In a life-and-death situation of being sword-tip to sword-tip with the enemy, where should the swordsman put his mind?
is the first question posed in the first of three essays written by a
Zen master for the guidance of samurai swordsmen. Among the other
questions that arise are the difference between the right mind and the
confused mind, what makes life precious, the nature of
right-mindedness, the Buddhist
paradigm of form and consciousness,
and what distinguishes the True Mind. So succinct are the author's
insights that these writings have outlasted the dissolution of the
samurai class to come down to the present as sources of guidance and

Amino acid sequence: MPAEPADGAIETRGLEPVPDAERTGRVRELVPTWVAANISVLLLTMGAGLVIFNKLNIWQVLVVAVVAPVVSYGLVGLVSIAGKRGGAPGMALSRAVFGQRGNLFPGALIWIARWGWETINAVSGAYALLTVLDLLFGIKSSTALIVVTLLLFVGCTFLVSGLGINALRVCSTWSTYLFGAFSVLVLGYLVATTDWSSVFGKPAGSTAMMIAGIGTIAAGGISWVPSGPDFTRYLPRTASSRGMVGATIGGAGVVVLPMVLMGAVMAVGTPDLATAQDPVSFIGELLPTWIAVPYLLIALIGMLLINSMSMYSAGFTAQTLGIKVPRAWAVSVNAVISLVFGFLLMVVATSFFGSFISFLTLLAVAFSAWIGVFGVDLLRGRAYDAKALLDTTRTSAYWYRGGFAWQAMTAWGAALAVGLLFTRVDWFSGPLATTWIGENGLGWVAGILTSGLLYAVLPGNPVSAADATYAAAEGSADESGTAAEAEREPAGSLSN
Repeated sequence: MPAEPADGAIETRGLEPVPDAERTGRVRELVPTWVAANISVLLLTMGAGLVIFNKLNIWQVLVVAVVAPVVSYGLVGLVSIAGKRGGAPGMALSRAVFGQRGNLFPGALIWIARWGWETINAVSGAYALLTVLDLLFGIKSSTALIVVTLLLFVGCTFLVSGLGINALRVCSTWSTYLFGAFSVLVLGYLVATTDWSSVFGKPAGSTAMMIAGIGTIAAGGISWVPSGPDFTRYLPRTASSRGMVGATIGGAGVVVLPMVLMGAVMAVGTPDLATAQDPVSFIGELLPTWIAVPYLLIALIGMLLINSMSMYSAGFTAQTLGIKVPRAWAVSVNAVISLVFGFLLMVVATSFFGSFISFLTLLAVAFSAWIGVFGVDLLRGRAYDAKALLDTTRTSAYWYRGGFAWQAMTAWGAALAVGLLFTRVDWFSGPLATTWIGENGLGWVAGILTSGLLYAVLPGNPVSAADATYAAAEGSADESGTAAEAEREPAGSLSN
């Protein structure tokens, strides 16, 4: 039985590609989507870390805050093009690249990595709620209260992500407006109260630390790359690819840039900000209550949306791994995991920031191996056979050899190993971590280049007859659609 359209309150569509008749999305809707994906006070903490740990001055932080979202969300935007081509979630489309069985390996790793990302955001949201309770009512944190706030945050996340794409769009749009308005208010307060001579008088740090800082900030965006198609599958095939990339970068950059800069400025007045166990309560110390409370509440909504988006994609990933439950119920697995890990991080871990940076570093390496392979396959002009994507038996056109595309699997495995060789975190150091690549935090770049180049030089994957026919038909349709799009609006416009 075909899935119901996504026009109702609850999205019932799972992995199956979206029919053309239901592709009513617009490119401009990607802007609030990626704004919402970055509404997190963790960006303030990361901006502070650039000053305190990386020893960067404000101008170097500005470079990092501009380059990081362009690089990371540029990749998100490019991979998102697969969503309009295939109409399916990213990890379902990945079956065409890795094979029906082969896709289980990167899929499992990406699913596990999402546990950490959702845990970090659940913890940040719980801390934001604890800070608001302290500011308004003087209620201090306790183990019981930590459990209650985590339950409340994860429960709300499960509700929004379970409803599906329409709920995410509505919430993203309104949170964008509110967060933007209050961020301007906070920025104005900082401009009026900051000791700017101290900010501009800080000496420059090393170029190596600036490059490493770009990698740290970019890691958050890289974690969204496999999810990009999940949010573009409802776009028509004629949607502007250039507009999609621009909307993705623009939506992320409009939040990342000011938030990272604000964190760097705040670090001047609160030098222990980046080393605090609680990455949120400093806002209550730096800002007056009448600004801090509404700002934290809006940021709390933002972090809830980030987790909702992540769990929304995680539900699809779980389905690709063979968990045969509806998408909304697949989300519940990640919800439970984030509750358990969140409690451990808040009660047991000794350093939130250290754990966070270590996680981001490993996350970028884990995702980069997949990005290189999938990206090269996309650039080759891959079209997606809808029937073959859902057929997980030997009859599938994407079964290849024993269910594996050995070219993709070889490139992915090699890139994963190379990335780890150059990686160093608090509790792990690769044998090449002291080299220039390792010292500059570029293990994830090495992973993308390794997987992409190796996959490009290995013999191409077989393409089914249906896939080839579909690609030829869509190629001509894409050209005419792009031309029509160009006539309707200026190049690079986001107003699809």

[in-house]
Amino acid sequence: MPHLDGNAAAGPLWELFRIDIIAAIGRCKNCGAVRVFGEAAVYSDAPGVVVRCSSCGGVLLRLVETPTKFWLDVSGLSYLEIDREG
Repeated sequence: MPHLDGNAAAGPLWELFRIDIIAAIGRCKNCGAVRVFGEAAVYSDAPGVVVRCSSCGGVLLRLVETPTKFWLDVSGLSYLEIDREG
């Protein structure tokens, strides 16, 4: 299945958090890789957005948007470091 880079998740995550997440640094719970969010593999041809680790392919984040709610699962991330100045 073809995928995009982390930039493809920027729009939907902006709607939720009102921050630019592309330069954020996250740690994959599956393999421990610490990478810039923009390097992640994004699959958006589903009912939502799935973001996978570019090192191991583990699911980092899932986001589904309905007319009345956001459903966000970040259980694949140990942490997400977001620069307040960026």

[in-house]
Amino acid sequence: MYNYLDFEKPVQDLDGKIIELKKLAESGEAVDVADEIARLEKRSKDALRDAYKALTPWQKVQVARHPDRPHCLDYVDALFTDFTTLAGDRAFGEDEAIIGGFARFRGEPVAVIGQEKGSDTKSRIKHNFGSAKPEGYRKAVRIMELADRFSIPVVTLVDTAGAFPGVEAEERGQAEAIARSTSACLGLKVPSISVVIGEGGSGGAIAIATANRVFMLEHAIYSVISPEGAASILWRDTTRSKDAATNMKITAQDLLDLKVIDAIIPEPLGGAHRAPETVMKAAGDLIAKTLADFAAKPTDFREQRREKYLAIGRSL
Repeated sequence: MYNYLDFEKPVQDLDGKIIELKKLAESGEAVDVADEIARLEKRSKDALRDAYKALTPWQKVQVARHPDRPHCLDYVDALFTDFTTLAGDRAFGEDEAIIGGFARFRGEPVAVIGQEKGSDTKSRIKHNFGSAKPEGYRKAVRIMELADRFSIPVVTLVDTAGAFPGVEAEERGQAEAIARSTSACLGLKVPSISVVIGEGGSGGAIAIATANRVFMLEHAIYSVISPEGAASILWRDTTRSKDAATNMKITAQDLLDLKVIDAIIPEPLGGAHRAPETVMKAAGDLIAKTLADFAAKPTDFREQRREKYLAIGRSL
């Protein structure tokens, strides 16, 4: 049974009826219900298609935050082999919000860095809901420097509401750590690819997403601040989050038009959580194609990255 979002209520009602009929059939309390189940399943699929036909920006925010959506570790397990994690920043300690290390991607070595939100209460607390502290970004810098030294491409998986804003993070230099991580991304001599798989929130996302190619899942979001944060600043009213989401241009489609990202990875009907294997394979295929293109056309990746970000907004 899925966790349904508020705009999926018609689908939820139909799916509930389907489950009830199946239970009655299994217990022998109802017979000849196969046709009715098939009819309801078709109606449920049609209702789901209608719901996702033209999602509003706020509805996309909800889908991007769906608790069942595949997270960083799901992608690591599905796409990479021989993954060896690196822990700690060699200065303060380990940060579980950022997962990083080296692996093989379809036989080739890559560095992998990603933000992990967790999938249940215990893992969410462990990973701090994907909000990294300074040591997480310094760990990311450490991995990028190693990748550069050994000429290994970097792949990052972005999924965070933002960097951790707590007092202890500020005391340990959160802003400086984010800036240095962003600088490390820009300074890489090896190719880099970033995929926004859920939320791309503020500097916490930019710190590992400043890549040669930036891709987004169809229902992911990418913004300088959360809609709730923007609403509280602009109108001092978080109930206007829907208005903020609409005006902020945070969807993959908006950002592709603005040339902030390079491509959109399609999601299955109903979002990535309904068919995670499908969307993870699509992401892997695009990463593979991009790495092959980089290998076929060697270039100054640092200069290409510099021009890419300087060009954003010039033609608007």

inspiration for captains of business and industry, as well as
those devoted to the practice of the martial arts in their modern forms.
history of the sword in Japan goes back to antiquity. Zen and its
meditative practices also have a long history, but it was not until the
rule of the Tokugawa shoguns, beginning in the early 1600s, that the
techniques of swordsmanship fused with the spirit of Zen. And if one
man can be said to
have been the prime mover in this phenomenon, it
was none other than Takuan Soho, confidant and religious instructor to
an emperor, to a great sword master, and to the heads of the most
important sword schools of the time.
Takuan's meditations on the sword in the essays presented here are classics of Zen thinking.